England for theological and biblical knowledge, for Christian piety and morality, for wisdom, displayed in their religious, civil and literary institutions, stands deservedly high in the estimation of the wise and good.. Great weight ought, therefore, to be attached to their testimony in the cause of evangelical truth.

As early as 1648, a synod was holden, consisting of elders and messengers* from all the churches in New England. In their result they say; "This synod having perused and considered, with much gladness of heart and thankfulness to God, the confession of faith lately published by the reverend assembly of divines in England, do judge it to be holy, orthodox and judicious in all matters of faith, and do therefore freely and fully consent thereunto for the substance." Accordingly they republished it as "their confession of faith, and as containing the doctrine constantly taught and professed in the New England churches" at that time.

It is worthy of remark, that this confession, compiled by the venerable and learned assembly, who composed the larger and shorter catechisms, and containing the same doctrines, was approved and subscribed by every member of this synod. In doing this they declared, that they ins tended to express their belief and profession of the same doctrines, which had been gene, rally received in all the reformed churches in Europe."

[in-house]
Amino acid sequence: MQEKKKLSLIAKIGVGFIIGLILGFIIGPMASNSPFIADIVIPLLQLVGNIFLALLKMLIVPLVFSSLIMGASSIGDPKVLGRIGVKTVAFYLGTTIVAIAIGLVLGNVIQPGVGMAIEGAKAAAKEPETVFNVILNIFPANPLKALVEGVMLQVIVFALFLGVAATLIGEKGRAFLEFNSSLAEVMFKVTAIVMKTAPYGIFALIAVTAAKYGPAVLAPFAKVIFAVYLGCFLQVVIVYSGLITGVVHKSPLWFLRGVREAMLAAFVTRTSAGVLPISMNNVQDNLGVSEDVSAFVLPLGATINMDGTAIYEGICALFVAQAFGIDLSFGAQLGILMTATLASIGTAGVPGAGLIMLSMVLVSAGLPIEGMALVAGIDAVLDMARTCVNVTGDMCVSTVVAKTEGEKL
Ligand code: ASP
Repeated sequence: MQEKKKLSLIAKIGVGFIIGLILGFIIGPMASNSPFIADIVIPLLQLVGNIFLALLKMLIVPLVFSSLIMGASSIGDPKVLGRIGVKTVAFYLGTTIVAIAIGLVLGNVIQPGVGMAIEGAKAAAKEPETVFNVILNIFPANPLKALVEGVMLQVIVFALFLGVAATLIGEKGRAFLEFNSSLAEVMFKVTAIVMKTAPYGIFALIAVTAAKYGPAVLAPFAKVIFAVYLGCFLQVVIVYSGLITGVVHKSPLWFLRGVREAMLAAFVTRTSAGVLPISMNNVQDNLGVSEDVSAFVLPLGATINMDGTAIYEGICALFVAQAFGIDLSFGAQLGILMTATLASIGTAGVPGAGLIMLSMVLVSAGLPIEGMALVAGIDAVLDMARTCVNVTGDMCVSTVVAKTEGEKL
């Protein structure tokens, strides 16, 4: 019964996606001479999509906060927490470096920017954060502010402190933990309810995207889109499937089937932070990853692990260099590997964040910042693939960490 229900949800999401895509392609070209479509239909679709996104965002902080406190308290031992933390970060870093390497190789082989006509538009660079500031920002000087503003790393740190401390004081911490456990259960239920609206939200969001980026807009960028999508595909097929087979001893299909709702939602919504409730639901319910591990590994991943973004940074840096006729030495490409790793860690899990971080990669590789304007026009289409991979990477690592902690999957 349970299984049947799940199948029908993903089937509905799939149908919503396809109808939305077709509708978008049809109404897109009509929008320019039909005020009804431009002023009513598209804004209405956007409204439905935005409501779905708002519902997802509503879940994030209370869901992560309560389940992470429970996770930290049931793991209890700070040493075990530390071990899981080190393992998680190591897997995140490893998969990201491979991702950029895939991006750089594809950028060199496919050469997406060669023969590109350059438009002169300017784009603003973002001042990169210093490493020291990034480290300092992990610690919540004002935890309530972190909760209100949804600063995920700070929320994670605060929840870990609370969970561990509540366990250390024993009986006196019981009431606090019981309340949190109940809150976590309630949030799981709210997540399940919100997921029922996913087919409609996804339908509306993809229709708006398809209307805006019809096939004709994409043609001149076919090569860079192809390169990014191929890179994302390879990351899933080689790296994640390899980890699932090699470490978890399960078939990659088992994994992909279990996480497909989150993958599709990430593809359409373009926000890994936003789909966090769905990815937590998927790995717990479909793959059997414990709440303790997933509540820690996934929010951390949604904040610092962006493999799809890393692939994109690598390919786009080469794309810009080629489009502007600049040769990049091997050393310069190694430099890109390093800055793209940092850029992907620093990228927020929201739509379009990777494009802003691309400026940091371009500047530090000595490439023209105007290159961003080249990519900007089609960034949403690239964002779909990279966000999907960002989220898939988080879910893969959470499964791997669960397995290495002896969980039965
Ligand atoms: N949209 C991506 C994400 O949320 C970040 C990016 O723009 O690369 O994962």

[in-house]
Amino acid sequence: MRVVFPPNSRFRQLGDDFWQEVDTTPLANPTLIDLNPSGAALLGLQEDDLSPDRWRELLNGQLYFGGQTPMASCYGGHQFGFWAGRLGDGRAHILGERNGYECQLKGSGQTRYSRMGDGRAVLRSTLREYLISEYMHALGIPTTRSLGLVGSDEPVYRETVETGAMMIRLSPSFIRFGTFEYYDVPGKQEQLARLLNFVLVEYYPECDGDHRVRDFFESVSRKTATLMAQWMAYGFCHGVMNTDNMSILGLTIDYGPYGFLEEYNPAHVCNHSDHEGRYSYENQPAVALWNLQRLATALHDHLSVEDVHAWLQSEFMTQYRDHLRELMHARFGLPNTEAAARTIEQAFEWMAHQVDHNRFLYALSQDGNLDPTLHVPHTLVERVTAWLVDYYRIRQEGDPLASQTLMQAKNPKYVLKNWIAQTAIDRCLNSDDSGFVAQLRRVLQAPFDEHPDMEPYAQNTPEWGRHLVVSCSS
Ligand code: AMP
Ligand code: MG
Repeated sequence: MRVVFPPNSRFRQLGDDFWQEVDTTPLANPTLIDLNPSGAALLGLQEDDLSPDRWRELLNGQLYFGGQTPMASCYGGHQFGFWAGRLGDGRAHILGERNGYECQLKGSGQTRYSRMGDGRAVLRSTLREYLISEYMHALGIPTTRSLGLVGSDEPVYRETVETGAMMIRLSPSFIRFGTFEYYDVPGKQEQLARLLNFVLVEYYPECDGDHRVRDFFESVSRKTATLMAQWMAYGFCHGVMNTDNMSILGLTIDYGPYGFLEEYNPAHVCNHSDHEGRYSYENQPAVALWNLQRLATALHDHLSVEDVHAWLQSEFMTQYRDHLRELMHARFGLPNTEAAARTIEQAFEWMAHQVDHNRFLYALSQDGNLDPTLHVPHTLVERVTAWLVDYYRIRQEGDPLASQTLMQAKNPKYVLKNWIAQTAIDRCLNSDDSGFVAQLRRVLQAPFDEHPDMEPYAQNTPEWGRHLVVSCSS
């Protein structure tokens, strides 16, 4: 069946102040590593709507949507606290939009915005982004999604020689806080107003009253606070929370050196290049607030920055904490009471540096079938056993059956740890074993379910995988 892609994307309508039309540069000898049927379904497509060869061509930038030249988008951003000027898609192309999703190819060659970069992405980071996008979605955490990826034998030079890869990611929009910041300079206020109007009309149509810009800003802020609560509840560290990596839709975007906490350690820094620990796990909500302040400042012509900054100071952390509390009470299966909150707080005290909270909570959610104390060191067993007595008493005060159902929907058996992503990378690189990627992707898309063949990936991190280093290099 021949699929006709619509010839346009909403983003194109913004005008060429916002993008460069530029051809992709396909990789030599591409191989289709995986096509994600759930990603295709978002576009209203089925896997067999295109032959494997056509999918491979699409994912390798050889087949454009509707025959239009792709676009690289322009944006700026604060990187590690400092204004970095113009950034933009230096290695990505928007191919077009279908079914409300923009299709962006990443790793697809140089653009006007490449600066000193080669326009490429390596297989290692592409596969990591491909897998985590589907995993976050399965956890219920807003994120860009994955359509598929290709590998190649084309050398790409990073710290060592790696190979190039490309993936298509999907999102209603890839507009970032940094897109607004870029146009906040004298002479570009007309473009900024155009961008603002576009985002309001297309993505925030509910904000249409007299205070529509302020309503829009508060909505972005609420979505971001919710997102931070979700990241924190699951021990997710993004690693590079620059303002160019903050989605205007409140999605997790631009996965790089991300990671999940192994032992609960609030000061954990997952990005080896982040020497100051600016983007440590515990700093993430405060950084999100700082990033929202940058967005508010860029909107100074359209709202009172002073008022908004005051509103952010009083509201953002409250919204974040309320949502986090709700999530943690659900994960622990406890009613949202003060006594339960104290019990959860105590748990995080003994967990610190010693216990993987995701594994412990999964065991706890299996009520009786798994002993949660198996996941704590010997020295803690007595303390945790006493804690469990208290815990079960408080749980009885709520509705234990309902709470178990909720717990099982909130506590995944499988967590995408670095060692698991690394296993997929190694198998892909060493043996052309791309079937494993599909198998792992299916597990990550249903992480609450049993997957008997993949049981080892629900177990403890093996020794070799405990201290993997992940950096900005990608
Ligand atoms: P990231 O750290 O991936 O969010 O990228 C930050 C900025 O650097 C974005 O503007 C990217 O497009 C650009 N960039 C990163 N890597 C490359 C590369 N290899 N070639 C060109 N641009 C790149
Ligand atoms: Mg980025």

This same confession, was adopted by the General Assem,


* Elders, were ministers; messen gers, lay delegates,

bly of the Presbyterian church in Scotland, the preceding year. About this time, the Savoy confession of faith, embracing the same doctrines, was adopted by a synod of the Congregational churches, held at the Savoy in London.

The same doctrines

were sanctioned afterward, in 1690, by a general meeting of the Presbyterian and Congregational churches in England.

In 1680, the New England churches, by their elders and delegates, assembled in synod, renewed their assent to the Westminster confession of faith. In consequence, the General Court ordered it to be printed (to use their own words) "for the benefit of the churches in the present and after times." This public and solemn act of the churches, assembled in synod, has not been annulled by any subsequent act; nor has this confession been superseded by the public adoption of any substitute. It must of course now be considered, and, taking into view the whole body of Christians in the commonwealth, belonging to the Congregational churches, I believe it may correctly be considered, as the adopted public confession of the faith of the Congregational churches in Massachusetts.